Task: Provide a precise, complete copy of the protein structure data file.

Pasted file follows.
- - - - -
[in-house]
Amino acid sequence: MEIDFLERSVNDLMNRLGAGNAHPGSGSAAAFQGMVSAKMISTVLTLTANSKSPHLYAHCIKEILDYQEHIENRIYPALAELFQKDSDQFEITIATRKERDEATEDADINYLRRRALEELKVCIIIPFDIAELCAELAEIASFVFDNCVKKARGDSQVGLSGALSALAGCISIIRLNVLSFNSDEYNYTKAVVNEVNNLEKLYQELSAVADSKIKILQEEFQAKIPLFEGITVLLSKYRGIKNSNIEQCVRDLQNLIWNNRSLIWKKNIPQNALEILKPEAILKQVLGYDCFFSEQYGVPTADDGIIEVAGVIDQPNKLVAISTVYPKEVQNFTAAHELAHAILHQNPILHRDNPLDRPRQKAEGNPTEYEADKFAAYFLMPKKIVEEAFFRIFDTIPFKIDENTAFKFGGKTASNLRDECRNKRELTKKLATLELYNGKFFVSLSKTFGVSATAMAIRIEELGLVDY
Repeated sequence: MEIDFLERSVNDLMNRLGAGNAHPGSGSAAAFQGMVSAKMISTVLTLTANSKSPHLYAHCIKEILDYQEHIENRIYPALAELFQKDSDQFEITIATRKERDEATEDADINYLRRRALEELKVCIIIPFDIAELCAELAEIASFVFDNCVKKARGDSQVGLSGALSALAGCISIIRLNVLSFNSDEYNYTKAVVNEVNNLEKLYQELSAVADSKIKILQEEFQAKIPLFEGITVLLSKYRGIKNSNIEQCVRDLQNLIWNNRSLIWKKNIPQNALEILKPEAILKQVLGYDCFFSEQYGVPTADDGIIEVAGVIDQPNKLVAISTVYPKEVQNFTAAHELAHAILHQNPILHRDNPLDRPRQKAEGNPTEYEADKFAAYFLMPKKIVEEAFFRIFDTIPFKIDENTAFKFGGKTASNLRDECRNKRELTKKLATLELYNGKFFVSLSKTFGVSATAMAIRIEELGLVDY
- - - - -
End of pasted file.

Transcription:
[in-house]
Amino acid sequence: MEIDFLERSVNDLMNRLGAGNAHPGSGSAAAFQGMVSAKMISTVLTLTANSKSPHLYAHCIKEILDYQEHIENRIYPALAELFQKDSDQFEITIATRKERDEATEDADINYLRRRALEELKVCIIIPFDIAELCAELAEIASFVFDNCVKKARGDSQVGLSGALSALAGCISIIRLNVLSFNSDEYNYTKAVVNEVNNLEKLYQELSAVADSKIKILQEEFQAKIPLFEGITVLLSKYRGIKNSNIEQCVRDLQNLIWNNRSLIWKKNIPQNALEILKPEAILKQVLGYDCFFSEQYGVPTADDGIIEVAGVIDQPNKLVAISTVYPKEVQNFTAAHELAHAILHQNPILHRDNPLDRPRQKAEGNPTEYEADKFAAYFLMPKKIVEEAFFRIFDTIPFKIDENTAFKFGGKTASNLRDECRNKRELTKKLATLELYNGKFFVSLSKTFGVSATAMAIRIEELGLVDY
Repeated sequence: MEIDFLERSVNDLMNRLGAGNAHPGSGSAAAFQGMVSAKMISTVLTLTANSKSPHLYAHCIKEILDYQEHIENRIYPALAELFQKDSDQFEITIATRKERDEATEDADINYLRRRALEELKVCIIIPFDIAELCAELAEIASFVFDNCVKKARGDSQVGLSGALSALAGCISIIRLNVLSFNSDEYNYTKAVVNEVNNLEKLYQELSAVADSKIKILQEEFQAKIPLFEGITVLLSKYRGIKNSNIEQCVRDLQNLIWNNRSLIWKKNIPQNALEILKPEAILKQVLGYDCFFSEQYGVPTADDGIIEVAGVIDQPNKLVAISTVYPKEVQNFTAAHELAHAILHQNPILHRDNPLDRPRQKAEGNPTEYEADKFAAYFLMPKKIVEEAFFRIFDTIPFKIDENTAFKFGGKTASNLRDECRNKRELTKKLATLELYNGKFFVSLSKTFGVSATAMAIRIEELGLVDY